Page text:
Hans Booms and Helen Samuels shared this view, and both developed conceptual models for appraisal based upon it. Booms also thought that society rather than the records creator or the specialised user should generate the values that define archival significance and retention (T. Cook, 1997, p.11). Booms was an advocate of active appraisal, but was keen to avoid reliance on subjective judgement. He insisted that the archivist has a duty to select material, but that the principles of selection must be objective (Peace, 1984, p.10). His approach to appraisal was based on research into the functional context of the creation and contemporary use of records. As this focuses on the functions rather than the content of records, unlike the approaches of Jenkinson and Schellenberg, it has been described as a ‘top-down approach’ (T. Cook, 1999, p.7). Samuels’ model was based on her experience working in university and college repositories. She also advocated functional appraisal through documentation strategies, designed to respond to the abundance of institutions and information and ensure the documentation of particular issues, activities or geographical areas that were important to contemporary society. The underlying concern of the documentation strategy was not so much to find out what existed to document a particular topic, but what should exist. Archivists would be able to select material based on current understanding and contemporary values, and Samuels saw documentation strategies as ongoing analyses (1986, pp.120-122).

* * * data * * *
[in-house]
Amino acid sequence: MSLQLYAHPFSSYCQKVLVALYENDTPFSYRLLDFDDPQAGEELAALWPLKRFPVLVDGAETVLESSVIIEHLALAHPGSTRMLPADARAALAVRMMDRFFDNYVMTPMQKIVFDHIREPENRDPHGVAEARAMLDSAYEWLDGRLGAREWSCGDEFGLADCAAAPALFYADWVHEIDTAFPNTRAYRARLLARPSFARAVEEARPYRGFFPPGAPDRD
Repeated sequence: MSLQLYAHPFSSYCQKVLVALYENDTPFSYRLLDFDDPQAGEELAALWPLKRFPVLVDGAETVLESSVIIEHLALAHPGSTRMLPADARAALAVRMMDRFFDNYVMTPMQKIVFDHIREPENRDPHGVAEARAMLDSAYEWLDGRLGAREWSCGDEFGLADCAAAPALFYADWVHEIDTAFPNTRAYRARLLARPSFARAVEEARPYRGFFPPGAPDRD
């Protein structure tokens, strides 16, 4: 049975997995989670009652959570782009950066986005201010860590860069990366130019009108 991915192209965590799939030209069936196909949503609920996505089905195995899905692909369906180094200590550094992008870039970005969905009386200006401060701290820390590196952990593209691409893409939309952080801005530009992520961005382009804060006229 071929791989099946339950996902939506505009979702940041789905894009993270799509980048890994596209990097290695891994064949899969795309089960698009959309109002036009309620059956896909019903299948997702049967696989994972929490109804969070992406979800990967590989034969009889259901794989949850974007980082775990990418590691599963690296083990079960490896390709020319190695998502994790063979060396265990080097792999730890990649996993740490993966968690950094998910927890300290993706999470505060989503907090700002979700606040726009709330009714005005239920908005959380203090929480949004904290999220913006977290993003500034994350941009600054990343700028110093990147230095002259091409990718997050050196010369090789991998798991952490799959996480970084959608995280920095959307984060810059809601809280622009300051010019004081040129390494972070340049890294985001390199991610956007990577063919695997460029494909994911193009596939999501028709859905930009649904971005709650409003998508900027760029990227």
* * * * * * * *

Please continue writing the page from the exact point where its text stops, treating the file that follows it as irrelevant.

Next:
Samuels’ documentation strategy has been criticised because functions and activities can overlap, and therefore it is possible that duplicated information might be selected. Terry Cook argues that this strategy is more appropriate for non-governmental and non-corporate records (1997, p.13). However, he acknowledges the contribution of both Booms and Samuels to the theory of macro-appraisal, which he and his colleagues at the National Archives of Canada implemented in 1991 and which was also pioneered in the Netherlands as part of the PIVOT project (T. Cook, 1999, p.11). This theory is also based on the belief that societal values should be the basis of archival appraisal. However, it focuses research on the records creators rather than directly on society, using the assumption that those creators, and the citizens and organisations with whom they interact, indirectly represent the collective functioning of society (T. Cook, 1997, p.12). In this way, appraisal is focused on governance rather than merely of government, and archivists are directed towards the selection of records that provide evidence of the greatest impact of government on society, not those providing evidence of government functions per se as an end in themselves (T. Cook, 2004, pp.8-10). Cook states that macro-appraisal determines the value of records not by the dictates of the state, as in the first appraisal model, nor by the latest trends in historical research, as in the second appraisal model, but by trying to reflect the values of society through a functional analysis of the interaction of the citizen with the state (2004, p.16).